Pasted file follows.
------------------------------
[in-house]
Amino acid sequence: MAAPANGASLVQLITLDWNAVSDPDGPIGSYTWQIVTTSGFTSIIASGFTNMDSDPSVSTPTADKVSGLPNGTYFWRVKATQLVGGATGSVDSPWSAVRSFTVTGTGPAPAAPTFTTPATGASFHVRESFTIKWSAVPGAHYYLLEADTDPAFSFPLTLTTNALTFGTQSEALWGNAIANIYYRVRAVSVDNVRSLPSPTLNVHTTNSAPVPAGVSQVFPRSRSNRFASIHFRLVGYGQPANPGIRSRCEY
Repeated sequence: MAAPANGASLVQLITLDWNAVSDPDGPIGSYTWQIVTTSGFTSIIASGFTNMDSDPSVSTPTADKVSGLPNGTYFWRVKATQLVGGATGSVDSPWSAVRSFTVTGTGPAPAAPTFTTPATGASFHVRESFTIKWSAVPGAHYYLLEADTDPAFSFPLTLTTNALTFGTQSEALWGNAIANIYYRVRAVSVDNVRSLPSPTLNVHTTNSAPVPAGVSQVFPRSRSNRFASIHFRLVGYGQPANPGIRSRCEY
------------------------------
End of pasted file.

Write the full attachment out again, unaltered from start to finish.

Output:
[in-house]
Amino acid sequence: MAAPANGASLVQLITLDWNAVSDPDGPIGSYTWQIVTTSGFTSIIASGFTNMDSDPSVSTPTADKVSGLPNGTYFWRVKATQLVGGATGSVDSPWSAVRSFTVTGTGPAPAAPTFTTPATGASFHVRESFTIKWSAVPGAHYYLLEADTDPAFSFPLTLTTNALTFGTQSEALWGNAIANIYYRVRAVSVDNVRSLPSPTLNVHTTNSAPVPAGVSQVFPRSRSNRFASIHFRLVGYGQPANPGIRSRCEY
Repeated sequence: MAAPANGASLVQLITLDWNAVSDPDGPIGSYTWQIVTTSGFTSIIASGFTNMDSDPSVSTPTADKVSGLPNGTYFWRVKATQLVGGATGSVDSPWSAVRSFTVTGTGPAPAAPTFTTPATGASFHVRESFTIKWSAVPGAHYYLLEADTDPAFSFPLTLTTNALTFGTQSEALWGNAIANIYYRVRAVSVDNVRSLPSPTLNVHTTNSAPVPAGVSQVFPRSRSNRFASIHFRLVGYGQPANPGIRSRCEY